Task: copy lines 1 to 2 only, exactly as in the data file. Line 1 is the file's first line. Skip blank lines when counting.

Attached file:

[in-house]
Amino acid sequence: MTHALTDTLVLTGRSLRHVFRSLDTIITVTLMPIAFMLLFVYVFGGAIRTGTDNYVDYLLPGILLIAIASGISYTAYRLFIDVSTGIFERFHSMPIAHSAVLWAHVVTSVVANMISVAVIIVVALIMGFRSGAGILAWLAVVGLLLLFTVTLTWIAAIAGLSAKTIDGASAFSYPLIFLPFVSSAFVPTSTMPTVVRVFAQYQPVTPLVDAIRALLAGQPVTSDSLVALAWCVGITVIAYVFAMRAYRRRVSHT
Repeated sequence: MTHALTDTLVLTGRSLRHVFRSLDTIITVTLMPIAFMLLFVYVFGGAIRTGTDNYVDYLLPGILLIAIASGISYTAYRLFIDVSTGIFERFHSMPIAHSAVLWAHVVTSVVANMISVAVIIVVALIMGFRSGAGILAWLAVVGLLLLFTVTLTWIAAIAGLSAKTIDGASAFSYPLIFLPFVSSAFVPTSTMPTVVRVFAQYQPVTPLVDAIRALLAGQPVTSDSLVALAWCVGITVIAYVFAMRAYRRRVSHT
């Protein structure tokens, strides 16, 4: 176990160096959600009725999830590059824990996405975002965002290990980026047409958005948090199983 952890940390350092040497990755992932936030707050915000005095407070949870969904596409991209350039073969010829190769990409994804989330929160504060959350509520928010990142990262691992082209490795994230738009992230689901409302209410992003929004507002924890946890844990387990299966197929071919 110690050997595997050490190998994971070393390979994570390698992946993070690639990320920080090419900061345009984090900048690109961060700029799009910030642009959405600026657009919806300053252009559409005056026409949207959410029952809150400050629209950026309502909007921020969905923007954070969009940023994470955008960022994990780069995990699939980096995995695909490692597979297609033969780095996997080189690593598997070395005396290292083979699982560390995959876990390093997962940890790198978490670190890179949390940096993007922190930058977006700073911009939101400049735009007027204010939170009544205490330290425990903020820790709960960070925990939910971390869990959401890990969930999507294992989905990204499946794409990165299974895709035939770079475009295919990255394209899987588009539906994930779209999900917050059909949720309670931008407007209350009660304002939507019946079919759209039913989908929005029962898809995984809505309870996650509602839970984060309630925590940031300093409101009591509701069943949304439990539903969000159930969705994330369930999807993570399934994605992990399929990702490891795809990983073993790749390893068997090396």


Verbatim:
[in-house]
Amino acid sequence: MTHALTDTLVLTGRSLRHVFRSLDTIITVTLMPIAFMLLFVYVFGGAIRTGTDNYVDYLLPGILLIAIASGISYTAYRLFIDVSTGIFERFHSMPIAHSAVLWAHVVTSVVANMISVAVIIVVALIMGFRSGAGILAWLAVVGLLLLFTVTLTWIAAIAGLSAKTIDGASAFSYPLIFLPFVSSAFVPTSTMPTVVRVFAQYQPVTPLVDAIRALLAGQPVTSDSLVALAWCVGITVIAYVFAMRAYRRRVSHT